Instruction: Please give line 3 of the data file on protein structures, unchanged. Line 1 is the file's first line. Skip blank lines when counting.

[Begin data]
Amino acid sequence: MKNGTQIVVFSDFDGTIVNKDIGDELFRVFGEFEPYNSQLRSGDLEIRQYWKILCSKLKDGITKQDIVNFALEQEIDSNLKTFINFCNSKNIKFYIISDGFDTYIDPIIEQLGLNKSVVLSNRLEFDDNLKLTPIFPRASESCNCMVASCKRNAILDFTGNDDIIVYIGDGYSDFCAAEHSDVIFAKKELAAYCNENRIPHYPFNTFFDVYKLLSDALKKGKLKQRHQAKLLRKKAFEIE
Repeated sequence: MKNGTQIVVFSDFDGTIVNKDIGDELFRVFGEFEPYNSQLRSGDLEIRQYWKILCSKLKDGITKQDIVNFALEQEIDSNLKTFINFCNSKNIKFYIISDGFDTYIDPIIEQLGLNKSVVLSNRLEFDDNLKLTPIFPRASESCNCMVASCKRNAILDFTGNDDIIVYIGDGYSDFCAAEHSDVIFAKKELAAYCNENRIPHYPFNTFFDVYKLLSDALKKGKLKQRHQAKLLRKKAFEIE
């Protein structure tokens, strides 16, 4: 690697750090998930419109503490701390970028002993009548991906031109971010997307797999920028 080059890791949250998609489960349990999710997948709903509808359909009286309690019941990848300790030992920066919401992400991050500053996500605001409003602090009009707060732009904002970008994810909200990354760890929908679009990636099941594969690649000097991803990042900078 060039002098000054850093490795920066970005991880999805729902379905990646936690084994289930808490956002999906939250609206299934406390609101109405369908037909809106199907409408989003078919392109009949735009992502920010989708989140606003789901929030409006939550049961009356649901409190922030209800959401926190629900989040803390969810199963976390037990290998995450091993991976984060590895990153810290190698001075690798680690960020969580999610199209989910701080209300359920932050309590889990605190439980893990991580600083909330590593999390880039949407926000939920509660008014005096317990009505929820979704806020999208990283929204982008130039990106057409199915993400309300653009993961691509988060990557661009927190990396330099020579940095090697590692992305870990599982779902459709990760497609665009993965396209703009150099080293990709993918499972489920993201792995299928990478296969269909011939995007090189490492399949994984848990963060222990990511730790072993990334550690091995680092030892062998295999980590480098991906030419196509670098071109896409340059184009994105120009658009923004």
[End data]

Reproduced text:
């Protein structure tokens, strides 16, 4: 690697750090998930419109503490701390970028002993009548991906031109971010997307797999920028 080059890791949250998609489960349990999710997948709903509808359909009286309690019941990848300790030992920066919401992400991050500053996500605001409003602090009009707060732009904002970008994810909200990354760890929908679009990636099941594969690649000097991803990042900078 060039002098000054850093490795920066970005991880999805729902379905990646936690084994289930808490956002999906939250609206299934406390609101109405369908037909809106199907409408989003078919392109009949735009992502920010989708989140606003789901929030409006939550049961009356649901409190922030209800959401926190629900989040803390969810199963976390037990290998995450091993991976984060590895990153810290190698001075690798680690960020969580999610199209989910701080209300359920932050309590889990605190439980893990991580600083909330590593999390880039949407926000939920509660008014005096317990009505929820979704806020999208990283929204982008130039990106057409199915993400309300653009993961691509988060990557661009927190990396330099020579940095090697590692992305870990599982779902459709990760497609665009993965396209703009150099080293990709993918499972489920993201792995299928990478296969269909011939995007090189490492399949994984848990963060222990990511730790072993990334550690091995680092030892062998295999980590480098991906030419196509670098071109896409340059184009994105120009658009923004």